In the last few years, there has been a lot of noise about the increasing ‘hate crimes’ in India. There has also been a lot of noise about media biases, about people capitalising on the narrative to spread their own propaganda and so on.
So, what exactly constitutes a hate crime? And just how many has India witnessed in the last two years? A campaign by Amnesty International India tells you.
Called ‘Halt the Hate’, the website for the campaign was launched on Thursday. Designed by Srishti Institute of Art Design and Technology in Bengaluru, the website features an interactive map.
It chronicles the alleged hate crimes in India that took place from September 28, 2015, when Dadri resident Mohammad Akhlaq was lynched and killed by a mob for allegedly eating beef.
A screengrab from the website
The initiative describes a hate crime as a term “generally applied to criminal acts against people based on their real or perceived membership of a particular group, such as caste, religion or ethnicity.”
The map allows you to segregate the crimes by state, year, alleged motive (such as cow-related, caste, religion, love jihad and so on), nature of harm (assault, harassment, rape, property damage and so on), identity of the victim (women, transgender persons, Dalit, Adivasi, among others) and the party in power at the time of the crime. A news report also appears for reference when you click on a particular crime.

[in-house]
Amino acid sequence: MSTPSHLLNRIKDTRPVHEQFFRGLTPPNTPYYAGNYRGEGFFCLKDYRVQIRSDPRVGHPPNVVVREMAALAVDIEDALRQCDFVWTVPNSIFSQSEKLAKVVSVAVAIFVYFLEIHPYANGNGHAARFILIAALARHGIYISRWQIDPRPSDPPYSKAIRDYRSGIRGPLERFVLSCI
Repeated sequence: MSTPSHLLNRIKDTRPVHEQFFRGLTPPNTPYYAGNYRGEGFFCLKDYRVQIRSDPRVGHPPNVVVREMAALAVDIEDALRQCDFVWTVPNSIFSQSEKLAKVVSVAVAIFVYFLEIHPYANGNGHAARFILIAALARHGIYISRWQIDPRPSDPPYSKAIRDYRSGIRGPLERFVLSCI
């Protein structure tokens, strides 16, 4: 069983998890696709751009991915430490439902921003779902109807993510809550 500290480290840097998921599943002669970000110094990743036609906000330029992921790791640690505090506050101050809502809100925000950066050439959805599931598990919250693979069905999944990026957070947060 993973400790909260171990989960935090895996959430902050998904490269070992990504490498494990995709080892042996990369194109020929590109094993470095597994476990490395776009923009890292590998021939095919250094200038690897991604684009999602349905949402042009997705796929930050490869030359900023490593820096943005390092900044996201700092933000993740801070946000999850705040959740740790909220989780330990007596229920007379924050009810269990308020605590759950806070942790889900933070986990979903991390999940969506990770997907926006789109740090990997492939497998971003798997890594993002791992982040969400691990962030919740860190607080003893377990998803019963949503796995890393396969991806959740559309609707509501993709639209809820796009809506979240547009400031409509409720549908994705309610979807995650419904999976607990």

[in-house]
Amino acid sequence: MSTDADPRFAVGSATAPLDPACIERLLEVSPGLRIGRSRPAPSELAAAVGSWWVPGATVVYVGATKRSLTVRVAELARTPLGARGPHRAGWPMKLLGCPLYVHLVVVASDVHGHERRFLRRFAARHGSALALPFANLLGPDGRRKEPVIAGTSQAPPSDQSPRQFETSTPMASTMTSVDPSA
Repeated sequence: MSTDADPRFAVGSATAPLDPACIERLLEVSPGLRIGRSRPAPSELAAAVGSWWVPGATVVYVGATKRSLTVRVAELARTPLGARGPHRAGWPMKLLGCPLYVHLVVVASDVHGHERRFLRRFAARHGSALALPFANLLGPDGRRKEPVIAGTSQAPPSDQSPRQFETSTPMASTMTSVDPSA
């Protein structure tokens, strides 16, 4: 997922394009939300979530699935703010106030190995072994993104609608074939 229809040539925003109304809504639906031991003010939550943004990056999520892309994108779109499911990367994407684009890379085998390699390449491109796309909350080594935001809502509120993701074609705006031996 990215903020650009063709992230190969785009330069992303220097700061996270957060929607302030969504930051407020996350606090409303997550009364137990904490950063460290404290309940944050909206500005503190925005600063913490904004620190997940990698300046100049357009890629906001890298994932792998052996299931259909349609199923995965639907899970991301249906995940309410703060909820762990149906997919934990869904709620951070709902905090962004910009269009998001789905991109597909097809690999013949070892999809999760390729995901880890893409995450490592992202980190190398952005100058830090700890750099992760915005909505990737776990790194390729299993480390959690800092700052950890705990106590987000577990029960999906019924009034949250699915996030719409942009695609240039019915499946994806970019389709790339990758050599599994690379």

You can also view intersectional results by selecting multiple relevant options from the above categories, allowing you to gauge the political climate, biases and incidence of a particular type of hate crime. For instance, some interesting statistics were found by the makers while curating the data:
“Uttar Pradesh was the state with the most such incidents in 2016 and 2017. In 2016, 237 alleged hate crimes were recorded. Uttar Pradesh, Haryana, Tamil Nadu, Karnataka and Gujarat recorded the most incidents.”
Asserting that the first step to ending hate crimes is by highlighting them, Aakar Patel, Executive Director, Amnesty International India, said, “Many of these incidents are deeply disturbing: Dalits have been attacked for merely sporting moustaches and Muslims lynched for transporting cattle. Dalit women have been branded as witches, and raped and killed. Unfortunately, the extent of hate crimes in India is unknown because the law – with some exceptions – does not recognise hate crimes as specific offences.”
“The data on our website is just a snapshot of alleged hate crimes in India. Many incidents are not reported in the media. While criminal investigations have been initiated in some cases, too many have gone unpunished. Authorities need to do much more to ensure justice for victims and their families,” Aakar added.
The website also has a provision to report hate crimes.
Check out the ‘Halt the Hate’ website here.